3 Genomic Data The discovery of new proteins necessitates complex analysis in order to determine their functions and classifications. The main technique that scientists use in determining this information has two phases. The first phase involves searching known protein databases for proteins that match the unknown protein. The second phase involves analyzing the functions and classifications of the similar proteins in an attempt to infer commonalities with the new protein. While there are several known servers on genomic data (e.g., GenBank, SWISS-PROT and EMBL), there are many more data that are produced each day in the many laboratories all over the world. These scientists create their own local databases of their newly discovered proteins and results, and are willing to share their findings to the world! Clearly, this is an application for P2P distributed data management systems for the same reasons as the health care application. Data Caching In the above two examples, each participant is actively involved in the process of consuming and supplying data. P2P distributed data management can also be deployed in passive nodes: nodes that are used to share resources (storage or computational power) on data that they may or may not be interested. Caching results from earlier queries is one such example - a node may have issued a query to some server (e.g., a data warehouse), the results of the query can be cached on the node (or some other neighboring nodes). In this way, another node that requests for data that overlap the query result can potentially obtain partial answers quickly from this node, and the remainder from the original server. This also lightens the load on the original server. Indeed, Kalnis et. al. have shown how distributed caching can be deployed in P2P environments to speed up OLAP queries . 3 BestPeer: An Adaptive Platform for P2P Applications PeerDB is a database application that is implemented on top of BestPeer [1, 18]. We shall briefly review the features of BestPeer in this section. BestPeer is a generic P2P system designed to serve as a platform on which P2P applications can be developed easily and efficiently. The network consists of two types of entities: a large number of computers (nodes), and a relatively fewer number of location independent global names lookup (LIGLO) servers. Each participating node runs the BestPeer (Java-based) software and will be able to communicate or share resources with any other nodes (i.e., peers) in the BestPeer network. BestPeer has several features that distinguish itself from existing P2P systems. First, BestPeer integrates two powerful technologies: mobile agents and P2P technologies. While P2P technology provides resource sharing capabilities amongst nodes, mobile agents technology further extends the functionalities. In particular, since agents can carry both code and data, they can effectively perform any kind of functions. With mobile agents, BestPeer not only provides files and raw data, it also provides processed information (e.g., summaries). Mobile agents can also be dispatched to collect information (e.g., what files/content are sharable, statistics, etc.) on the entire BestPeer network. Second, BestPeer not only facilitates a finer granularity of data sharing where partial content of a file may be shared, it also shares computational power. The requester sends his/her request for a file together with an algorithm (executable code) that operates on the file. In other words, the requester performs the filtering task at the provider s end! Third, a node in the BestPeer network can dynamically reconfigure itself by keeping peers that benefit it most (subject to individual node s definition of most benefit ). Finally, BestPeer introduces a Location- Independent Global Names Lookup Server (LIGLO) to provide each node with a unique global identity. In this way, nodes that may have different IP address can be recognized as a single unique entity. LIGLO is a node that has a fixed IP and running Location-Independent Global Names Lookup Server software. It provides two main functions: generates a BestPeer Global Identity (BPID) for a peer and maintains peer s current status, such as the current IP address and whether the peer is currently online or offline (if this information is available). Due to the security risks posed by such a potentially powerful platform, the basic BestPeer platform provides a secure access to a node s computing resources. Each node comprises two types of data, private data and sharable data. Nodes can only access data that are sharable. This is enforced by a security policy that restricts applications to user-specified locations established during platform initialization. Communications between nodes have also been provided with 128 bit encryption to protect the sensitive data from being eavesdropped and viewed as they travel through the BestPeer network.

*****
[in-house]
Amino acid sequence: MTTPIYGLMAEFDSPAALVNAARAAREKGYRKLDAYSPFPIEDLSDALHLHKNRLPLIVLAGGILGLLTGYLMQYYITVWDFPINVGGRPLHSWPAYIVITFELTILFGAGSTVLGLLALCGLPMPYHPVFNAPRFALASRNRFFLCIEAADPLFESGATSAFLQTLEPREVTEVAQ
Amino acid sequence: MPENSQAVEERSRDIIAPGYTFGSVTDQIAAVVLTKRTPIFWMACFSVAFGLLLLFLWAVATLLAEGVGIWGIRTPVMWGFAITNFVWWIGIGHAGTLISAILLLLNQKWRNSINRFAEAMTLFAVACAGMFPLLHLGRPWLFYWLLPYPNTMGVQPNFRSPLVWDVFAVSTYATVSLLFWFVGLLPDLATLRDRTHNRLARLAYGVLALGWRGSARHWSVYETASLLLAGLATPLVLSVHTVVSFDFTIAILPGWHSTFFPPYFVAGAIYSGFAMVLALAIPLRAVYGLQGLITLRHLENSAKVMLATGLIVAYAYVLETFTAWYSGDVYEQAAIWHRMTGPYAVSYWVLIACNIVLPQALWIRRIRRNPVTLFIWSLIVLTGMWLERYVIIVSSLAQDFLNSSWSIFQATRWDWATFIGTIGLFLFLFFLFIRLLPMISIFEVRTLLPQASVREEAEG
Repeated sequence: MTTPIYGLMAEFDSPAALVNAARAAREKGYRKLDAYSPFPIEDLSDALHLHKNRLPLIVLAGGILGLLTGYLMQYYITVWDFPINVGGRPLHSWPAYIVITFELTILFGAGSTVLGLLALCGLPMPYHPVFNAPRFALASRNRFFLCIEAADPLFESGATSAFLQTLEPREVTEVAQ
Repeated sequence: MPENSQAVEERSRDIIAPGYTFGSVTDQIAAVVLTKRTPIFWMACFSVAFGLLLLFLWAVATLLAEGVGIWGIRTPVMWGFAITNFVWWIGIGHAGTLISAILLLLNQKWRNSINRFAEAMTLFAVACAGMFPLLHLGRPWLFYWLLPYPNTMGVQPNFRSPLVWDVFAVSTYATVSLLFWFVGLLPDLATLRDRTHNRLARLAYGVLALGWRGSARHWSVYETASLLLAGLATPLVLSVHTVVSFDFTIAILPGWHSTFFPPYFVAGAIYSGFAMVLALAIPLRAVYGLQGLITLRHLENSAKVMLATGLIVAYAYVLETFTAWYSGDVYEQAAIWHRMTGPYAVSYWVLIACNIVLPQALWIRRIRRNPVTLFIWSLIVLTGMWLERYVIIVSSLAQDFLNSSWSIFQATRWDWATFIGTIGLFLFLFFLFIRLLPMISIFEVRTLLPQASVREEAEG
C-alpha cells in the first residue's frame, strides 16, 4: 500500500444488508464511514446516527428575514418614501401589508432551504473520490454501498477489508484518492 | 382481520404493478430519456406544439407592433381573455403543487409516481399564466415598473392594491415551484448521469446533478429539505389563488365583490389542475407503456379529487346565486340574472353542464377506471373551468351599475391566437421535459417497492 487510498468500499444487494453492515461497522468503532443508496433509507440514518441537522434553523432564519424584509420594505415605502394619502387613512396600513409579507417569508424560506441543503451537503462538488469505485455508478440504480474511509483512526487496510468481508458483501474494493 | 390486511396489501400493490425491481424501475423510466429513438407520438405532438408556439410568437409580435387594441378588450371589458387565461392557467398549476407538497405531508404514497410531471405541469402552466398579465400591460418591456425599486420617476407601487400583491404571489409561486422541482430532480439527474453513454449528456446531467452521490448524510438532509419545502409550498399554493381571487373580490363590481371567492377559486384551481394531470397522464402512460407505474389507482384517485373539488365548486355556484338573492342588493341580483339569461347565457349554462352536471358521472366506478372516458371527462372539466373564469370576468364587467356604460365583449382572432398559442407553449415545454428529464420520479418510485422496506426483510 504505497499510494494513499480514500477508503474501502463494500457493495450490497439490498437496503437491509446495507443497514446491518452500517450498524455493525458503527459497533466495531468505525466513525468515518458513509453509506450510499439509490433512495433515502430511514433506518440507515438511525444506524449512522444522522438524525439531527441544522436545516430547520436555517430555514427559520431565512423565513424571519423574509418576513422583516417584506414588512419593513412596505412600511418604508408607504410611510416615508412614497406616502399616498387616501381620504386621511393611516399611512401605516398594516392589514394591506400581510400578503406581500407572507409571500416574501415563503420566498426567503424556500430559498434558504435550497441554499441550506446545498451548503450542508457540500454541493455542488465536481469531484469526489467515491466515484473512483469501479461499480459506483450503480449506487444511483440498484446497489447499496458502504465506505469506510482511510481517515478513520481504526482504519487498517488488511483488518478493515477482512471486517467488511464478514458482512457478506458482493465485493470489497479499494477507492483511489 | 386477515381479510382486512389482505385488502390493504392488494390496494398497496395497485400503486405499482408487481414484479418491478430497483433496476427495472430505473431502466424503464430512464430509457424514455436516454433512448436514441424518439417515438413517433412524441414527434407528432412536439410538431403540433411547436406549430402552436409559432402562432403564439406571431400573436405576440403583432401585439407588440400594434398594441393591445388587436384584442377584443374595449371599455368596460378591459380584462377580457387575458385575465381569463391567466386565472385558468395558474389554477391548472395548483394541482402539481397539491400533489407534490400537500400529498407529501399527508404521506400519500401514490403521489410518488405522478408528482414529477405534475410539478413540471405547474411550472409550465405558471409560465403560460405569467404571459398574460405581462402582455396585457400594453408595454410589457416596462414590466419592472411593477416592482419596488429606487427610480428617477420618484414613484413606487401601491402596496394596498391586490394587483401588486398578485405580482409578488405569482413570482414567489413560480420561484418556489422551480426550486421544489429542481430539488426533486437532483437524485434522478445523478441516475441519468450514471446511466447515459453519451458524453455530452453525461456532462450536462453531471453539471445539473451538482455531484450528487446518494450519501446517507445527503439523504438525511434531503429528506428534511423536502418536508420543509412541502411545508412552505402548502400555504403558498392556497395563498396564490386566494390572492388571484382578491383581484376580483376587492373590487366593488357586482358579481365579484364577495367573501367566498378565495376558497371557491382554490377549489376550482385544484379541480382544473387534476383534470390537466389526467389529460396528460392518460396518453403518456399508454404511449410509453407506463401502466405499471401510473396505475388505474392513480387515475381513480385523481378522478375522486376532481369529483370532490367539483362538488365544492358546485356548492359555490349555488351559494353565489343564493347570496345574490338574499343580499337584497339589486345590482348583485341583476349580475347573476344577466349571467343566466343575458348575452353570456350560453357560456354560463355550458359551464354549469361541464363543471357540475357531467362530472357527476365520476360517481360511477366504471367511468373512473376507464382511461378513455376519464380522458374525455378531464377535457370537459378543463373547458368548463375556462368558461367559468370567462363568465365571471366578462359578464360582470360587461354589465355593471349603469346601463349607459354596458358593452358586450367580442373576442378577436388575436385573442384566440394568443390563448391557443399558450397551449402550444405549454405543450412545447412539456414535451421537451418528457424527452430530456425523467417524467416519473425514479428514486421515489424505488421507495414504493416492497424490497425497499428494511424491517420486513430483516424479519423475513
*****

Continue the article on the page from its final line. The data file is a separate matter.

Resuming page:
4 4 Peering Up for Distributed Data Sharing In this section, we will present PeerDB, a prototype P2P-based system for distributed data sharing. PeerDB s P2P-enabling technologies are provided by BestPeer [1, 18]. However, it extended BestPeer in the following ways. First, data in each node is managed by a database system. In other words, PeerDB is a network of database-enabled nodes. Second, data can be shared without a global schema. Third, query processing is assisted by mobile agents. Fourth, each node can reconfigure itself based on some optimization criterion from the answers returned. We shall discuss these features here. 4.1 Architecture of a PeerDB Node Figure 1 illustrates the internals of a PeerDB node. There are essentially four components that are loosely integrated. The first component is a data management system that facilitates storage, manipulation and retrieval of the data at the node. We have used the MySQL  which is a popular Open Source Database as our storage server. Thus, the system can be used on its own as a stand alone DBMS outside of PeerDB. We note that the interface of the data management system is essentially an SQL query facility. For each relation that is created, the associated metadata (schema, keywords, etc) are stored in a Local Dictionary. There is also an Export Dictionary that reflects the meta-data of objects that are sharable to other nodes. Thus, only objects that are exported can be accessed by other nodes in the network. We note that the meta-data associated with the Export Dictionary is a subset of those found in the Local Dictionary, and the distinction here is a logical one (as the actual implementation minimizes redundancy). We shall defer the discussion on how the Export Dictionary will be used, and the details on the meta-data when we addressed the query processing strategy. The second component is a database agent system called DBAgent. DBAgent provides the environment for mobile agents to operate on. Each PeerDB node has a master agent that manages the query of the user. In particular, it will clone and dispatch worker agents to neighboring nodes, receive answers and present them to the user. It also monitors the statistics and manages the network reconfiguration policies. The third component is a cache manager. We shall defer the discussion of the cache manager to a later subsection. Here, it suffices for us to know that we are dealing with caching remote data in secondary storage, and the cache manager determines the caching/replacement policy. The last component is the user interface. This provides a user-friendly environment for user to submit their queries, to maintain their sharable objects, and to insert/delete objects. In particular, users search for data using SQL-like queries. Query PeerDB node User Interface DBAgent Object Management System PeerDB Node DBAgent Cache Manager Export Dictionary Local Dictionary Figure 1. PeerDB node architecture PeerDB Node DBAgent 4.2 Sharing Data Without Shared Schema One of the main objectives of PeerDB is to allow users to manage their (private and sharable) data using a database management system (DBMS). However, as noted, there is no predetermined and uniform schema that nodes share. Unless users interact with one another somehow, we can expect data to be defined differently by different users even if they may have interests in data from a common domain. For example, in naming a relation, a genome scientist may call his set of protein database by the protein name (e.g, kinases, annexin) while another may name them after the species (e.g, mouse, human, zebrafish). Similarly, at the attribute level, one scientist may call the length of sequences as length while another will use the term len. A more complicated problem would be for one to create a single universal schema, while another may normalize his database to multiple tables. Thus, it is difficult to locate data if the traditional method of exact matching of relation names/attributes is used. To address this issue, we adopt an Information Retrieval (IR)  based approach. For each relation that is created by the user, meta-data are maintained for each relation name and attributes. These are essentially keywords provided by the users upon creation of the table, and serve as a kind of synonymous names. (One can think of this as a miniature thesaurus.) Continuing with our examples, for a table of Kinases proteins, while the relation name may be Kinases, the keyword protein will be useful during searching. Similarly, two users defining length of a sequence as len and length re-